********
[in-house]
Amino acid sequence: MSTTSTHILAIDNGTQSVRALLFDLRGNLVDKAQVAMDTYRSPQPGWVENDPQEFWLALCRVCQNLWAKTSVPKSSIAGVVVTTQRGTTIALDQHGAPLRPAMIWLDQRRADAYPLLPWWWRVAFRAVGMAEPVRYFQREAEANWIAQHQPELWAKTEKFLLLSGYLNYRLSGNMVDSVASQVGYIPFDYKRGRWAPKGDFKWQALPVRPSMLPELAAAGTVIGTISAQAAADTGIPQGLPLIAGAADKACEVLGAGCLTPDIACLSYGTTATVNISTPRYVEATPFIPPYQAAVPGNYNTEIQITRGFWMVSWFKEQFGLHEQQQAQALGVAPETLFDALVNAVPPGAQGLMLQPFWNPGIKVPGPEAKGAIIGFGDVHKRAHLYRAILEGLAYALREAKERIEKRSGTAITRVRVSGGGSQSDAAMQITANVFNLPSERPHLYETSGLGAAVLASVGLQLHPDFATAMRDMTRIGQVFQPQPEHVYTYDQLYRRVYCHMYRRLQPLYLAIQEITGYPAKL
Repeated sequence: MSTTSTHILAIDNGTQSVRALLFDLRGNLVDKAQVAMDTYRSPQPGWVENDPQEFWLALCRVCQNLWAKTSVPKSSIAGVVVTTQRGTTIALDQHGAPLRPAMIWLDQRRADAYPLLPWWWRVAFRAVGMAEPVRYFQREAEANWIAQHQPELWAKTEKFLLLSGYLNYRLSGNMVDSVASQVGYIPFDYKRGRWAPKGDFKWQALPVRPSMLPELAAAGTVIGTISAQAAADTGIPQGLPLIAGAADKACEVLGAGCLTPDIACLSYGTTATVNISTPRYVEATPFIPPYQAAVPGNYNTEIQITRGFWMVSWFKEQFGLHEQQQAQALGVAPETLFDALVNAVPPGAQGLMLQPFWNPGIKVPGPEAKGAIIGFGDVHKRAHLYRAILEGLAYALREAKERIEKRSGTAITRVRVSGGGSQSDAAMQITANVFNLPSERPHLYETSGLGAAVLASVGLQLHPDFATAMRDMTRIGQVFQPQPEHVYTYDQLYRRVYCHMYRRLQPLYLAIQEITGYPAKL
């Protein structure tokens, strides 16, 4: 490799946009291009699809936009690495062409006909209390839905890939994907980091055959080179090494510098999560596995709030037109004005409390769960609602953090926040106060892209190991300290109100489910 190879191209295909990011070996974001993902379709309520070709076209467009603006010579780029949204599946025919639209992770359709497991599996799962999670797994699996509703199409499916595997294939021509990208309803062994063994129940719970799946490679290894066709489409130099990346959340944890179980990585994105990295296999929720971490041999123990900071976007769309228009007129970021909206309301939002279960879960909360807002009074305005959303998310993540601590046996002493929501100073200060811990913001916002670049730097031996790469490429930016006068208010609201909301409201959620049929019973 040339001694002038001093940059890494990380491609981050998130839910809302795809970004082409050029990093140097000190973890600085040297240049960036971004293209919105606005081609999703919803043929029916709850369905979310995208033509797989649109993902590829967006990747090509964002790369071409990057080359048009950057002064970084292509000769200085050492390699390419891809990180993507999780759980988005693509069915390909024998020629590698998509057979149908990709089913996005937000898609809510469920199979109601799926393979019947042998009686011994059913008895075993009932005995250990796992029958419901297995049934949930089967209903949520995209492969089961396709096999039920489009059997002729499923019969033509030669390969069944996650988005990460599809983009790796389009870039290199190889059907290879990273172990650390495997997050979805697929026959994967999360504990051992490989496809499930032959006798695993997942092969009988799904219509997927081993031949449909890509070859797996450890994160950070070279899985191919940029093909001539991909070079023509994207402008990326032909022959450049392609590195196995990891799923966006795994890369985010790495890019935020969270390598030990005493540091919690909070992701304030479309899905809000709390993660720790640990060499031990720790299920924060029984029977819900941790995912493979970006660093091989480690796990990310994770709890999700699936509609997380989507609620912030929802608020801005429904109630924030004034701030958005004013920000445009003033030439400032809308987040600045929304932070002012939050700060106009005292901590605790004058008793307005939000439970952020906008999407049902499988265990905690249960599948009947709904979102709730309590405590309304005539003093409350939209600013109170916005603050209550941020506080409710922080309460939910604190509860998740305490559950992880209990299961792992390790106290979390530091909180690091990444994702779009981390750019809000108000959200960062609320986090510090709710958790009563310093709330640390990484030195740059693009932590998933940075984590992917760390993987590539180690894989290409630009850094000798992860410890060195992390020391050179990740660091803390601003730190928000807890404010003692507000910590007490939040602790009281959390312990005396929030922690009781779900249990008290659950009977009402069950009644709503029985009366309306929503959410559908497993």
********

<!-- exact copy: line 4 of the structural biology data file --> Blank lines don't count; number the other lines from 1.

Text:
């Protein structure tokens, strides 16, 4: 490799946009291009699809936009690495062409006909209390839905890939994907980091055959080179090494510098999560596995709030037109004005409390769960609602953090926040106060892209190991300290109100489910 190879191209295909990011070996974001993902379709309520070709076209467009603006010579780029949204599946025919639209992770359709497991599996799962999670797994699996509703199409499916595997294939021509990208309803062994063994129940719970799946490679290894066709489409130099990346959340944890179980990585994105990295296999929720971490041999123990900071976007769309228009007129970021909206309301939002279960879960909360807002009074305005959303998310993540601590046996002493929501100073200060811990913001916002670049730097031996790469490429930016006068208010609201909301409201959620049929019973 040339001694002038001093940059890494990380491609981050998130839910809302795809970004082409050029990093140097000190973890600085040297240049960036971004293209919105606005081609999703919803043929029916709850369905979310995208033509797989649109993902590829967006990747090509964002790369071409990057080359048009950057002064970084292509000769200085050492390699390419891809990180993507999780759980988005693509069915390909024998020629590698998509057979149908990709089913996005937000898609809510469920199979109601799926393979019947042998009686011994059913008895075993009932005995250990796992029958419901297995049934949930089967209903949520995209492969089961396709096999039920489009059997002729499923019969033509030669390969069944996650988005990460599809983009790796389009870039290199190889059907290879990273172990650390495997997050979805697929026959994967999360504990051992490989496809499930032959006798695993997942092969009988799904219509997927081993031949449909890509070859797996450890994160950070070279899985191919940029093909001539991909070079023509994207402008990326032909022959450049392609590195196995990891799923966006795994890369985010790495890019935020969270390598030990005493540091919690909070992701304030479309899905809000709390993660720790640990060499031990720790299920924060029984029977819900941790995912493979970006660093091989480690796990990310994770709890999700699936509609997380989507609620912030929802608020801005429904109630924030004034701030958005004013920000445009003033030439400032809308987040600045929304932070002012939050700060106009005292901590605790004058008793307005939000439970952020906008999407049902499988265990905690249960599948009947709904979102709730309590405590309304005539003093409350939209600013109170916005603050209550941020506080409710922080309460939910604190509860998740305490559950992880209990299961792992390790106290979390530091909180690091990444994702779009981390750019809000108000959200960062609320986090510090709710958790009563310093709330640390990484030195740059693009932590998933940075984590992917760390993987590539180690894989290409630009850094000798992860410890060195992390020391050179990740660091803390601003730190928000807890404010003692507000910590007490939040602790009281959390312990005396929030922690009781779900249990008290659950009977009402069950009644709503029985009366309306929503959410559908497993």